Obi-Wan Kenobi episode 4 is now streaming on Disney Plus, and it’s a great new chapter in the ongoing miniseries. Bucking fan theories to forge its own path, Obi-Wan Kenobi setting the stakes high while offering a compelling portrait of the early days of the Rebellion.
The series follows the Jedi Master as he lives in exile on Tatooine, watching over young Luke Skywalker. Pulled back into the fray by his old friend Bail Organa, Obi-Wan Kenobi is now on a rescue mission, trying to get Leia back home safely from the Imperial Inquisitors who have kidnapped her. But Obi-Wan may be walking into a trap, as Reva, an Inquisitor and follower of Darth Vader, wants to prove herself by bringing him in.
See also: Obi-Wan Kenobi episode 3 recap
Read on for our Obi-Wan Kenobi episode 4 review. As always, be aware that the following post contains spoilers. If you haven’t watched it yet, you can check it out by hitting the link below.
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Obi-Wan Kenobi episode 4 review
Like the aging Luke Skywalker in Star Wars: The Last Jedi, Obi-Wan is at a crossroads. He’s cynical and wants to be left alone. He has seen first-hand the failures of the Jedi and isn’t itching to join the resistance. That changes here, in Obi-Wan Kenobi episode 4, and it’s a refreshing turn away from expectations.
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We should all know better than to put too much stock in fan theories, but after episode 3, the internet was buzzing with some plausible predictions for this week’s installment. With Obi-Wan injured and dazed after his duel with Vader, maybe we’d see flashbacks to his glory days. Hayden Christensen is back as Anakin/Vader, so this would be a great place to drop in a moving reunion from before the former apprentice’s turn to the Dark Side.
Not so. Instead, the episode saw Obi-Wan pulling himself out of a bacta tank before he was fully healed. Not a moment to spare, even for his own wellbeing.
Obi-Wan Kenobi refuses to offer up empty action.
Likewise, last week’s reference to Jedi Master Quinlan Voss, who has appeared in Star Wars shows and novels, didn’t earn a follow-up this week. O’Shea Jackson Jr.’s role in the show had not been revealed yet, leading many to speculate that he might appear as the Jedi to help Obi-Wan.
Instead, Jackson played a Rebellion fighter and widower named Roken this week. There was no mention of Voss at all.
This was all for the best. Obi-Wan Kenobi has been plagued by fears that the stakes just wouldn’t be high enough. We don’t have to worry about Obi-Wan or Leia, after all. That’s because we know they’ll be fine. Focusing on empty action and montages of the Jedi’s glory days would only feed into those low stakes. Obi-Wan Kenobi refuses to do that. Instead, it sets the stakes high around Obi-Wan and Leia, by giving us secondary characters to care deeply about.
Portrait of a budding rebellion
Obi-Wan Kenobi episode 4 reminds us that the Rebellion is more than a few massively powerful heroes saving the day. It’s an ongoing effort by countless ordinary people fighting for what’s right.
Roken counters Obi-Wan’s arrogance by reminding him he’s not the only person to have seen or experienced pain at the hands of the Empire. His wife, whom he hints was a Jedi, was taken from him. The Rebellion is surely full of people with similar stories.
The stakes are high because the Rebellion is full of ordinary people taking extraordinary risks for what’s right.
Thus far, we’ve seen hints of a simmering Rebellion, including Tala, and “The Path,” a network of escape routes. Here, we saw it more fully: a smaller version of the Rebellion as it exists in the original Star Wars trilogy. With that comes the reminder that regular folk are willing to stand up to evil — even while some gleefully comply, like episode 3’s Freck. And it comes at a cost. One of the pilots sent to rescue Obi-Wan, Leia, and Tala from the Inquisitors’ stronghold dies on the mission. His comrades mourn him.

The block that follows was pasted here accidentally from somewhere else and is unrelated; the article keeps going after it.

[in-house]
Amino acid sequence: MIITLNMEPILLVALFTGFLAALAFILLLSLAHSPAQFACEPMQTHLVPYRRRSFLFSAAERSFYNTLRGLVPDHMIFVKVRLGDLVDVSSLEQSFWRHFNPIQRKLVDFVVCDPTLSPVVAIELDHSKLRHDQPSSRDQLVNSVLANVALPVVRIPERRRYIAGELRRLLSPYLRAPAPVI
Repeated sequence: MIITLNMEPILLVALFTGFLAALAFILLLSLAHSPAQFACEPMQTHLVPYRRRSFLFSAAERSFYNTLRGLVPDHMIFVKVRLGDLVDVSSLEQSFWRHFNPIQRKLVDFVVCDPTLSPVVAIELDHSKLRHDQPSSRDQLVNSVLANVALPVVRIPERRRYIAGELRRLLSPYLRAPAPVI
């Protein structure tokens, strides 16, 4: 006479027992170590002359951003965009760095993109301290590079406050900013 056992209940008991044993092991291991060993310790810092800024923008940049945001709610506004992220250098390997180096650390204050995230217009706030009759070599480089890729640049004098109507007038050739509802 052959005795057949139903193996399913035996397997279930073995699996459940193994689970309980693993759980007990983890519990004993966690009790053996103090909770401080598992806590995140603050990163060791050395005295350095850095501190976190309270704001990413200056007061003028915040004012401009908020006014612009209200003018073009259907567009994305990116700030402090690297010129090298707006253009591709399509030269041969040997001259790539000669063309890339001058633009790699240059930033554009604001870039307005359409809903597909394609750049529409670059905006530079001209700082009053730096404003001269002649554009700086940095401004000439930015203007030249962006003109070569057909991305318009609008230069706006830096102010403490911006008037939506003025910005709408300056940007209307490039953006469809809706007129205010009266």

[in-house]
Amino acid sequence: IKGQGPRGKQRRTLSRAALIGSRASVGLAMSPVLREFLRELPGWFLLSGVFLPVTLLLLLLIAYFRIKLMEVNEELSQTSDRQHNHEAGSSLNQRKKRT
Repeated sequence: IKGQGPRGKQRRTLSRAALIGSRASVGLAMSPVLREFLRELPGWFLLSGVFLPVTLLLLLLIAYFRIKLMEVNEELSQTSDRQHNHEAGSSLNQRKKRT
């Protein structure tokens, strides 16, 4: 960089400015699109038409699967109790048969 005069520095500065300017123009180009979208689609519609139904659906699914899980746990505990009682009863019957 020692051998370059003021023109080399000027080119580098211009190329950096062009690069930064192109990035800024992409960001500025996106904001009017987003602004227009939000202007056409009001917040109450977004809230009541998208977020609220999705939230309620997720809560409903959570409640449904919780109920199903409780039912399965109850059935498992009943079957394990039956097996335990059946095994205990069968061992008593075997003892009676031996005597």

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Star Wars does take place within a war, after all. It’s a messy war. A prolonged war. And it’s a war where the odds are stacked against an underdog. Obi-Wan seems to see and understand this for the first time in episode 4. It’s moving and in keeping with the broader message of hope that appears throughout Star Wars.
Reva: Obi-Wan Kenobi MVP?
Among the best supporting players is Reva. The ambitious Inquisitor continues to add a layer of complexity to the bad guys. She’s vying for Vader’s approval, and so far she’s good at getting it.
Moses Ingram, who plays Reva, has been on the receiving end of major pushback, including racist abuse online. While that kind of toxic fandom is never welcome or acceptable, it’s also just baffling that her performance (or character) hasn’t received more praise. Reva hints at a tragic background, including when she tells Leia that everything, including her droid, was taken from her in childhood. It seems clear that she was once a Jedi Padawan, maybe one of the children escapees we glimpsed in Obi-Wan Kenobi’s first scene. Her alliance with Vader, who murdered much of her cohort, has dark implications if this is true.
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Reva plays the long game. She wants to become the next Grand Inquisitor, and she takes risks, as with the revelation that she let Obi-Wan and Leia escape. Leia’s droid is now a tracking device, and the hunt is on.
Each week, I find myself more curious about Reva. Who is she? Where does her devotion to Vader come from? Is there enough good in her that she might be saved or turned to the Light Side? These are questions that may not even be answered in Obi-Wan Kenobi, and that’s fine. These are facets of a character who keeps the show engaging and builds on the Star Wars mythos.
Are you enjoying Obi-Wan Kenobi? What did you think of episode 4? Let us know in the comments.